My favorite part is the reference to a “Writ of Duh”

Over at the Atlantic, Garrett Epps explains the metric smackdown the tantrum-throwing Alabama Supreme Court was just handed by a unanimous SCOTUS. It’s a thing a beauty:

The Alabama Supreme Court has had a rough week. On Friday, the court issued a one-sentence order admitting that “Erm, um, well, urm, okay, fine! Whatever! We really don’t have the authority to overrule the U.S. Supreme Court’s same-sex marriage opinion in Obergefell v. Hodges. Are you people happy now?” The order came accompanied by 170 pages of bloviation, which read a bit as if Robert E. Lee had tried to spin General Orders No. 9 as a strategic victory.

Monday, in a different but related matter, the U.S. Supreme Court piled on by in effect issuing what I’ll call a Writ of Duh in a same-sex adoption case.


[I]n another case, the Alabama court on Friday took 170 pages to discuss the unremarkable proposition that a state court can’t disobey, set aside, ignore, fold, bend, spindle, or mutilate a judgment of the United States Supreme Court. Here’s the entire operative part of the order: “IT IS ORDERED that all pending motions and petitions are DISMISSED.” Most of the other pages are occupied with sour grapes. Chief Justice Roy Moore (who lost his job once before when he defied an order of a federal court in a different case) was, as always, convinced that the world is eager to hear his views on a variety of subjects. He in his wisdom really thinks Justice Anthony Kennedy is a bad, bad judge for writing the Obergefell decision. Justice Tom Parker (founder of the conservative think-tank that brought the challenge) concurred specially to denounce the Supreme Court’s “despotism and tyranny.”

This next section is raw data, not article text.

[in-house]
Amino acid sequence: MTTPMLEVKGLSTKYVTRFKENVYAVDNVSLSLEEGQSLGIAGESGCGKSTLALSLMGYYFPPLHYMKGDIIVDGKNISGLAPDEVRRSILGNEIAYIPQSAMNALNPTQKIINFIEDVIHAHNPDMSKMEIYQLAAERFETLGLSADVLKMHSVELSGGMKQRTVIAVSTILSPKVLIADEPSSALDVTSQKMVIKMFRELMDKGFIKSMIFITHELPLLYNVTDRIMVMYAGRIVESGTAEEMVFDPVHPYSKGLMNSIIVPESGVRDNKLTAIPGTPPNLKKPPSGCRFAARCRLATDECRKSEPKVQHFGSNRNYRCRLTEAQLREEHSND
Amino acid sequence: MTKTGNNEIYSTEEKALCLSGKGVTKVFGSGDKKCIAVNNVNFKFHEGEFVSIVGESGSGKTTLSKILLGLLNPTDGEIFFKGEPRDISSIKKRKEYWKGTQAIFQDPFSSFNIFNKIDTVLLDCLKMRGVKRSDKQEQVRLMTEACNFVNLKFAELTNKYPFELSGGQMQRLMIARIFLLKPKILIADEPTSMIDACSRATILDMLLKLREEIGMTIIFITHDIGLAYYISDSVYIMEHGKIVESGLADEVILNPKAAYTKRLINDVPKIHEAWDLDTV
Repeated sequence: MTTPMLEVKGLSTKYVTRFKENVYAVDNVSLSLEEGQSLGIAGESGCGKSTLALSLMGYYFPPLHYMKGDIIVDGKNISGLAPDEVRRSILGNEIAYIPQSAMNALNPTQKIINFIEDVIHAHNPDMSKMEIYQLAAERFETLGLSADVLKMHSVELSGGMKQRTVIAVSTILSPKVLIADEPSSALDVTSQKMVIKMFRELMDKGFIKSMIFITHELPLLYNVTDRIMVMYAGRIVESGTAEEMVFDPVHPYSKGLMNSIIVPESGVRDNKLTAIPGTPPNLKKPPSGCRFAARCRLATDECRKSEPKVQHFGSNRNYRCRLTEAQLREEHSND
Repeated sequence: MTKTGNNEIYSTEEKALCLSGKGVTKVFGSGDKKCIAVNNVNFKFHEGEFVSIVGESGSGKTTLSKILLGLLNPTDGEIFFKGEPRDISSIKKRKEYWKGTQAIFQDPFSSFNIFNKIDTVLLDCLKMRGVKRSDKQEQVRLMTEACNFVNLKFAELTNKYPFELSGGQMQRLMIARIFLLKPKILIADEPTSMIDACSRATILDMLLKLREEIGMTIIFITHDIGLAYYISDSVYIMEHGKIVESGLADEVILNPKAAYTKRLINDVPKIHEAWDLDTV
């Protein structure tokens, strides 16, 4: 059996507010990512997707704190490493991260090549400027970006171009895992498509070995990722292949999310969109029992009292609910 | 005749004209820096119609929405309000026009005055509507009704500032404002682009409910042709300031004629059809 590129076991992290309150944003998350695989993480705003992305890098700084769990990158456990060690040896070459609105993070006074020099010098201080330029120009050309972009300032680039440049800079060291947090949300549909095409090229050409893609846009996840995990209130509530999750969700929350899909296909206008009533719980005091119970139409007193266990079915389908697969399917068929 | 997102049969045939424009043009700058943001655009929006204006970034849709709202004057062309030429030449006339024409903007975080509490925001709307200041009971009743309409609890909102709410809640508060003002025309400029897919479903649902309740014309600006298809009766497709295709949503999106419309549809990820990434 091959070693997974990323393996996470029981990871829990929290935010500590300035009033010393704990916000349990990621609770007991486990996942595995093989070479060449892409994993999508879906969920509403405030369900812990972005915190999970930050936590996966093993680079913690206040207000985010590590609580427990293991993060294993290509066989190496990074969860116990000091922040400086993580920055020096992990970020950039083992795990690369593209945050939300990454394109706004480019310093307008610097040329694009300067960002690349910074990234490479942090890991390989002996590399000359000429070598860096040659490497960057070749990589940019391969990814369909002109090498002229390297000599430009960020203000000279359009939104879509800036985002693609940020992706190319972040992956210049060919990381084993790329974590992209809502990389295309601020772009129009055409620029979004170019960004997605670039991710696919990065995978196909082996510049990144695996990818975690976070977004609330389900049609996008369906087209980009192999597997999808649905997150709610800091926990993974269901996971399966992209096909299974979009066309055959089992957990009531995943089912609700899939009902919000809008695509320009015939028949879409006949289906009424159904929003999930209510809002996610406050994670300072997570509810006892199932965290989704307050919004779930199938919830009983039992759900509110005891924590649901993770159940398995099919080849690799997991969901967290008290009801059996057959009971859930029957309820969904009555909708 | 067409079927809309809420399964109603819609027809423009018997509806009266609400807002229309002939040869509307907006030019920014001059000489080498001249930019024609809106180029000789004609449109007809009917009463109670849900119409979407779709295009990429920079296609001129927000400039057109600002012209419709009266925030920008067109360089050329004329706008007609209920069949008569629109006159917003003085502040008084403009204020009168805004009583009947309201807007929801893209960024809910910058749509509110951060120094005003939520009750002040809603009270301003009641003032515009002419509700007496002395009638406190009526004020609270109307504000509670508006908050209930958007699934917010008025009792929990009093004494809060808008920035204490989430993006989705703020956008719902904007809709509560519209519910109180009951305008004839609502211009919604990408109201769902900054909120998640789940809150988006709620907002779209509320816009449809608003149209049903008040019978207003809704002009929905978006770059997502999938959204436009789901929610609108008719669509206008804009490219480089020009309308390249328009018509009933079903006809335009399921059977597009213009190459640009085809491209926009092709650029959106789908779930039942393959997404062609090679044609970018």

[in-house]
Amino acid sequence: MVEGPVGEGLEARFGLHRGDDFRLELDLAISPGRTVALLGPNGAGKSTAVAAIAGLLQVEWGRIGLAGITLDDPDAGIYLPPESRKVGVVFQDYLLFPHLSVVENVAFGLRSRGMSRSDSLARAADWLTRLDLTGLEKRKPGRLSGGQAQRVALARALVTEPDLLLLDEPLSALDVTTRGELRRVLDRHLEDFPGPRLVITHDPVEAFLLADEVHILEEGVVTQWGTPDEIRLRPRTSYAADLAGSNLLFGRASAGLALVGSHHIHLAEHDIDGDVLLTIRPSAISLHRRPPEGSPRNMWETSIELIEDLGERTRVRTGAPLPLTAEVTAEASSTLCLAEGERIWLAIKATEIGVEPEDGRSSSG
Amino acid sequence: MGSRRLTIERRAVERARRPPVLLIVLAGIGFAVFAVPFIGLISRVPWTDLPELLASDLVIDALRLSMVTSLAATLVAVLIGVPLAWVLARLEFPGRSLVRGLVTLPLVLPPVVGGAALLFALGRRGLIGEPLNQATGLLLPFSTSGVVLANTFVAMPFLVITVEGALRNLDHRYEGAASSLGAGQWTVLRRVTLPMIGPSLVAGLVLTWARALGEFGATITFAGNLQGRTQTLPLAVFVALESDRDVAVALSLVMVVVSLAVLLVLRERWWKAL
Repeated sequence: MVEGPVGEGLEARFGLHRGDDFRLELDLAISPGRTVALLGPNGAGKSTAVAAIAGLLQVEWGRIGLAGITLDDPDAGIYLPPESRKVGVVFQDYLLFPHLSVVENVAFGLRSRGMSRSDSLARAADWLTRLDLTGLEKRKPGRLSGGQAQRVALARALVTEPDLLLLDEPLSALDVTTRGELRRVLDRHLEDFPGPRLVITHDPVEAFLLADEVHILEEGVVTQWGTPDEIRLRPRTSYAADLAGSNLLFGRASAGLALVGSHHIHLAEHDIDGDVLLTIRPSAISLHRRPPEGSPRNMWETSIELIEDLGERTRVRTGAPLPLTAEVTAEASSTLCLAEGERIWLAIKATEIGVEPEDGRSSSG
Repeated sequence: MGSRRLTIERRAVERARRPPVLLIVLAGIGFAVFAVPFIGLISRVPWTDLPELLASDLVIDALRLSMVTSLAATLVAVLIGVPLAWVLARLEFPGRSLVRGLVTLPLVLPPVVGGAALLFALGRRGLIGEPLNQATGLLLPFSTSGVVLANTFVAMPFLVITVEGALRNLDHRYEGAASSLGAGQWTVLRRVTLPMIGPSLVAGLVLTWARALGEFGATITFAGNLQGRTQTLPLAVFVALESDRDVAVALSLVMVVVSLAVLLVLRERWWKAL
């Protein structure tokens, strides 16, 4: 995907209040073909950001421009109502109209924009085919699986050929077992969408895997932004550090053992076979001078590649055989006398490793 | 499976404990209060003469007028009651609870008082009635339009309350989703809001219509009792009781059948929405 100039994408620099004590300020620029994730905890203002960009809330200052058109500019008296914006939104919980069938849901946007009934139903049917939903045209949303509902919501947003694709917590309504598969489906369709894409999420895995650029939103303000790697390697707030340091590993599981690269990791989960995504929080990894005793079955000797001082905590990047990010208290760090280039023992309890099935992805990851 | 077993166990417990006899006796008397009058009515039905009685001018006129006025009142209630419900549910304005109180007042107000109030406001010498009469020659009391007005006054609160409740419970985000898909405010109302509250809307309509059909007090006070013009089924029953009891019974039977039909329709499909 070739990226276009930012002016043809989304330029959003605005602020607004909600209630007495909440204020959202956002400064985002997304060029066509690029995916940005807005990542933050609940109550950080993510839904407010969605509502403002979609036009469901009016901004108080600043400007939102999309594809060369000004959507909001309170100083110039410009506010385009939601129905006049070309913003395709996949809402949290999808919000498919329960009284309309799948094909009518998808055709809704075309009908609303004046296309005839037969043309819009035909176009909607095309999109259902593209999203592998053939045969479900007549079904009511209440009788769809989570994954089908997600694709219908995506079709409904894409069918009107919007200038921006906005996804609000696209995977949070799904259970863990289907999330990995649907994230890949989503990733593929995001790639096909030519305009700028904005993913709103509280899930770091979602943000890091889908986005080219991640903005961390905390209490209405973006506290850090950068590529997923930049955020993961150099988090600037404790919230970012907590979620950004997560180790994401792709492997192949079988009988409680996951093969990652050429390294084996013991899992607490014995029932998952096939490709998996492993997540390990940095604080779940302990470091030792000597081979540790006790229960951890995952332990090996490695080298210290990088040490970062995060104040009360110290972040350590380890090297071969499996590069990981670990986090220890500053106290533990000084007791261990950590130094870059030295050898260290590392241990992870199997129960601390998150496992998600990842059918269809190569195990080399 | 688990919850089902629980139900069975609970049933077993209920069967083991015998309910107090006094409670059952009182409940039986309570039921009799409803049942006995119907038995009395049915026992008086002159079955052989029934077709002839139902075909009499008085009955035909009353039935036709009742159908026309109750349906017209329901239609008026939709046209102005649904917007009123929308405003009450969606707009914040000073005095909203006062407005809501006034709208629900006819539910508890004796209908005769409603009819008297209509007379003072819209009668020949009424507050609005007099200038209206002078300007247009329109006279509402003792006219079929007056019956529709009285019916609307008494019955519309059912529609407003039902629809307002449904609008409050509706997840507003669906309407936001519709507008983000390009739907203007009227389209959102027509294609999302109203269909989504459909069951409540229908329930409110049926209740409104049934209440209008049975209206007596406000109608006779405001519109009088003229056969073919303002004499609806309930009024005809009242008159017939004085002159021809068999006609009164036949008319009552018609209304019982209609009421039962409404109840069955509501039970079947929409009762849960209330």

South of the Mason-Dixon Line, “tyranny” usually translates as “making me recognize the rights of people I don’t like.”


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